U.S. Sen. Chris Van Hollen (D-Md.) is demanding that the National Park Service speed up its timetable for fixing portions of the Baltimore-Washington Parkway that have become nearly unusable.
In a letter to National Park Service Acting Director Dan Smith, Van Hollen notes that the agency currently plans to do extensive repair on the road in late summer, a timetable he called “unacceptable.”
“It is an unsafe situation that needs to be remedied immediately through expedited action by the National Park Service and its federal partners,” he wrote in a Friday letter.
On March 1, the Park Service reduced the speed limit on the southbound lanes of the parkway between MD Routes 197 and 32 to 40 miles an hour due to thousands of potholes and ruts that have appeared in recent weeks.
“Lowering the speed limit is not an adequate substitute for repair,” Van Hollen wrote, “and it will not ensure the safety of Maryland commuters and other vehicles on this heavily traveled highway.”
Earlier this month a spokeswoman for Gov. Lawrence J. Hogan Jr. (R) called the road’s deterioration “dangerous” and “unacceptable.”
John Townsend II, director of government affairs for AAA Mid-Atlantic, said the parkway “looks like a highway in a poverty-stricken country, a country that doesn’t have enough resources to take care of itself.”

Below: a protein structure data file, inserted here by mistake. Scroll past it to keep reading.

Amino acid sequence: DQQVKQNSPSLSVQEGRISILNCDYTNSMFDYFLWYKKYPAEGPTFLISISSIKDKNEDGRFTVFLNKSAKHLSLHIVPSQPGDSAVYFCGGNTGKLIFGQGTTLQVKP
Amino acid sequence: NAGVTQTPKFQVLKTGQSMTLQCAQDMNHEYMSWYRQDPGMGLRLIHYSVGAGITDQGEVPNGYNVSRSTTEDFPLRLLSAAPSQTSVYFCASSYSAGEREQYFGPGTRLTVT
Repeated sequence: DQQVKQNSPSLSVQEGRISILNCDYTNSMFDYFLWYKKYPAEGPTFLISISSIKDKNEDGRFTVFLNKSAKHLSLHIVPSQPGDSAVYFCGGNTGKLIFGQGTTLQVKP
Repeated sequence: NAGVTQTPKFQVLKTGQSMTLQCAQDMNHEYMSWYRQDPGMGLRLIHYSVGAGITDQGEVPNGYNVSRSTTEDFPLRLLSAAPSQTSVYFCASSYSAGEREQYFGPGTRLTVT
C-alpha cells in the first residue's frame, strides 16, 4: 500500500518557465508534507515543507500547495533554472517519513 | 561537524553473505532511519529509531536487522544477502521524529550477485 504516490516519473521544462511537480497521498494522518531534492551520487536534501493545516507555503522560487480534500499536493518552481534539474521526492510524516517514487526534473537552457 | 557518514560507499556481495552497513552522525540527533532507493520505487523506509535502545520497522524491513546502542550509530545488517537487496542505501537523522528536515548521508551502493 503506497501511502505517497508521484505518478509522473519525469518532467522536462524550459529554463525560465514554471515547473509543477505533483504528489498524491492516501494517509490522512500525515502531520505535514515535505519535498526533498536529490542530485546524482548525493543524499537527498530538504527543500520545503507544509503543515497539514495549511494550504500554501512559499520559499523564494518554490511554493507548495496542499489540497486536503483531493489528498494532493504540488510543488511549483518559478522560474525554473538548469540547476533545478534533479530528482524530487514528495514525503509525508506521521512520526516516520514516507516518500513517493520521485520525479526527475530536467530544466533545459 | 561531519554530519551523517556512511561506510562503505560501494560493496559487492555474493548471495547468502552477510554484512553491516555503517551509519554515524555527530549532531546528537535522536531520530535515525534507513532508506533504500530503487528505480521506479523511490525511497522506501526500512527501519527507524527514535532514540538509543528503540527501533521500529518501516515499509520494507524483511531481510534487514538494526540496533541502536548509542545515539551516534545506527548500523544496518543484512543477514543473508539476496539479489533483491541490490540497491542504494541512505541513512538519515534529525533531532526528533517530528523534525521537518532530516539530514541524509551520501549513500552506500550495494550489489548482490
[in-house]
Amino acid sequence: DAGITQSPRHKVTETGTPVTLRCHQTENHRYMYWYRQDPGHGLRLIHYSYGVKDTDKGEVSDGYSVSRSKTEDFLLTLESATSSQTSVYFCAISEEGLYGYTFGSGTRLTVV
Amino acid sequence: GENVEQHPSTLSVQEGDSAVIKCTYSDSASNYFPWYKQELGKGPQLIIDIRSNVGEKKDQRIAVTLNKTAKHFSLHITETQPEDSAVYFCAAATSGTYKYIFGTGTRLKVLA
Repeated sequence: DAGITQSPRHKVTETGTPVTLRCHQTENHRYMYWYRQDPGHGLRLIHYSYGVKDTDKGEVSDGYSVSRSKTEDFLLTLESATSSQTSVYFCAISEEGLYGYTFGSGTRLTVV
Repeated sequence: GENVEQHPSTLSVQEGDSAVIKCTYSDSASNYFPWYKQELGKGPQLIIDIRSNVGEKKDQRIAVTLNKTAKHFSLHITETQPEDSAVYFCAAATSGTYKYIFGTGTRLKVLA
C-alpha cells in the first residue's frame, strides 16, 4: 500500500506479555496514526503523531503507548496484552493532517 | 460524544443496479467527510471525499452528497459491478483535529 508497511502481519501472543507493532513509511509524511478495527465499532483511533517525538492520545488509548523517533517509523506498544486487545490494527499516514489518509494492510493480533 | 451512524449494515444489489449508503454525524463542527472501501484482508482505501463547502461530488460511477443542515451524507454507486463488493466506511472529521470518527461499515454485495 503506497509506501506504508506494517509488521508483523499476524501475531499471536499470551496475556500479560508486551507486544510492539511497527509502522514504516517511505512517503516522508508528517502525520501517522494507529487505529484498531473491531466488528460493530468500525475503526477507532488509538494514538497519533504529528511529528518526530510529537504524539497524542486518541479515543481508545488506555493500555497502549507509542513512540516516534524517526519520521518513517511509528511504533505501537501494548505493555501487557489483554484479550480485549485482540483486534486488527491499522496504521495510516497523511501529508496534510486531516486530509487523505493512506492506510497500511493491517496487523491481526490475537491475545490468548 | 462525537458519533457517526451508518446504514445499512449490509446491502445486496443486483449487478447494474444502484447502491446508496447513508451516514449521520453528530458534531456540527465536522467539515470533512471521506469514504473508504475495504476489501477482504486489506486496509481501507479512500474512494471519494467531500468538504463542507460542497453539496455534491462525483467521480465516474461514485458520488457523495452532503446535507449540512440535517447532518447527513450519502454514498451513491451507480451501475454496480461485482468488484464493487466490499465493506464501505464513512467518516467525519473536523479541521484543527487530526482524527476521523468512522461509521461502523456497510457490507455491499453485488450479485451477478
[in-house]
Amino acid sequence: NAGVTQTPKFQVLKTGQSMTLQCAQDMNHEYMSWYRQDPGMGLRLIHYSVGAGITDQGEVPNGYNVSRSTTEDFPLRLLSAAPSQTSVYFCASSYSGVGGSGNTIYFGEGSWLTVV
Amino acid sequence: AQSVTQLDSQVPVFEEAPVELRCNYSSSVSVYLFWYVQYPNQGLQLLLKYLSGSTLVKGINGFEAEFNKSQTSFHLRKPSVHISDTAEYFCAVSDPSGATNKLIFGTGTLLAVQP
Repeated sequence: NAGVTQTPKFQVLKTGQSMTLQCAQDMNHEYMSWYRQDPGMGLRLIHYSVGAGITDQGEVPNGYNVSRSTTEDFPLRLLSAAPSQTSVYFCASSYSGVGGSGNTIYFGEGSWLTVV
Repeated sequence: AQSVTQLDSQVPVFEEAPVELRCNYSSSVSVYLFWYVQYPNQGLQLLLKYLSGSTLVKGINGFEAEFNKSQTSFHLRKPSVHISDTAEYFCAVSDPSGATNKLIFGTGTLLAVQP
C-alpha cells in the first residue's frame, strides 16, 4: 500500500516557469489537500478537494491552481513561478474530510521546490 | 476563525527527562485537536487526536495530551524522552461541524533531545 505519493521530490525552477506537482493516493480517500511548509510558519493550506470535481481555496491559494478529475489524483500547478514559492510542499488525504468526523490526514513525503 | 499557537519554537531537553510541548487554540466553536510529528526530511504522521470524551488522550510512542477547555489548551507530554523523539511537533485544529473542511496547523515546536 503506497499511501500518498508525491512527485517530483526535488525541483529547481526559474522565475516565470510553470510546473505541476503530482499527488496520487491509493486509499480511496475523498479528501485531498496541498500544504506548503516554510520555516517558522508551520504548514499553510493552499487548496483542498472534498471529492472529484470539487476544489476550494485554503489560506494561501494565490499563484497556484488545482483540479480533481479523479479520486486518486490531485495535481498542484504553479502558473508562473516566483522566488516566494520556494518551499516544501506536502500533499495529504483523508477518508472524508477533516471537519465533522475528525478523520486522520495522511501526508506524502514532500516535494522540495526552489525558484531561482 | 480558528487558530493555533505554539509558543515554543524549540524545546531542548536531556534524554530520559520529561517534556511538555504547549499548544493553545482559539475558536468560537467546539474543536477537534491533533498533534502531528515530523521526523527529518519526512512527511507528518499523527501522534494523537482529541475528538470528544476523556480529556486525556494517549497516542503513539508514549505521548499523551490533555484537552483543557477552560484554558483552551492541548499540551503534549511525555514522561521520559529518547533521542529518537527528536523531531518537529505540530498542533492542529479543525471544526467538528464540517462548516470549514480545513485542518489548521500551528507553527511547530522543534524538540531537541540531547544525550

Broken down cars are a frequent site along the parkway, Townsend said, a sentiment echoed by Van Hollen.
“My constituents have reported that the current road conditions have caused unnecessary congestion, crashes, and debris,” he wrote, concluding his letter by writing, “In order to protect the public safety it is essential that you work with the Federal Highway Administration to accelerate this schedule. I look forward to your response. If there are any reasons why you cannot start these repairs immediately, please let me know what they are so that we can work together to address them.”
While the park service has drawn sharp criticism for its failure to maintain the parkway, Townsend said the primary blame lies with Congress, which has failed to provide the agency with the funding it needs.
Sen. Mark Warner (D-Virginia) said last week that the agency would need nearly $12 billion to clear the current maintenance backlog for roads and other needs.
Other roads under park service control — including the George Washington Parkway and the Clara Barton Parkway — are also in dire shape, AAA said.
A park service spokesman told WTOP the agency receives approximately half of the funding it needs from Congress each year.
A report released late last year concluded that tolls of between 4 and 16 cents a mile on some heavily-used parkways under park service control would generate tens of millions of dollars a year.